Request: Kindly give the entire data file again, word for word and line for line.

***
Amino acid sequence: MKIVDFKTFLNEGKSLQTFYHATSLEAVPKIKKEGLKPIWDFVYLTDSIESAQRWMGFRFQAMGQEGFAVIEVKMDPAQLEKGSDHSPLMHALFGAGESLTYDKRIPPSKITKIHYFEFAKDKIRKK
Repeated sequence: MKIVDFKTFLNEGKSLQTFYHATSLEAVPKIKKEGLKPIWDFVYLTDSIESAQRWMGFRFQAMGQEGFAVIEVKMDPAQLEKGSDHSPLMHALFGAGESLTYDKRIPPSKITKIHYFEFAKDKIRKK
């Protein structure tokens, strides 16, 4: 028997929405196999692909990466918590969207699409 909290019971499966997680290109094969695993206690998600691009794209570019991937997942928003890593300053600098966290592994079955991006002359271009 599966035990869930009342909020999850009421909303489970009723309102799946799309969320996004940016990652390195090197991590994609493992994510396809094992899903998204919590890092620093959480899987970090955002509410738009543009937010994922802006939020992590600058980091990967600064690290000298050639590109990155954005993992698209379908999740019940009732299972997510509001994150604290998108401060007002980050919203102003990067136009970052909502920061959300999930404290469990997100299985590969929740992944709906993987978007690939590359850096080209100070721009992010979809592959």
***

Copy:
Amino acid sequence: MKIVDFKTFLNEGKSLQTFYHATSLEAVPKIKKEGLKPIWDFVYLTDSIESAQRWMGFRFQAMGQEGFAVIEVKMDPAQLEKGSDHSPLMHALFGAGESLTYDKRIPPSKITKIHYFEFAKDKIRKK
Repeated sequence: MKIVDFKTFLNEGKSLQTFYHATSLEAVPKIKKEGLKPIWDFVYLTDSIESAQRWMGFRFQAMGQEGFAVIEVKMDPAQLEKGSDHSPLMHALFGAGESLTYDKRIPPSKITKIHYFEFAKDKIRKK
């Protein structure tokens, strides 16, 4: 028997929405196999692909990466918590969207699409 909290019971499966997680290109094969695993206690998600691009794209570019991937997942928003890593300053600098966290592994079955991006002359271009 599966035990869930009342909020999850009421909303489970009723309102799946799309969320996004940016990652390195090197991590994609493992994510396809094992899903998204919590890092620093959480899987970090955002509410738009543009937010994922802006939020992590600058980091990967600064690290000298050639590109990155954005993992698209379908999740019940009732299972997510509001994150604290998108401060007002980050919203102003990067136009970052909502920061959300999930404290469990997100299985590969929740992944709906993987978007690939590359850096080209100070721009992010979809592959």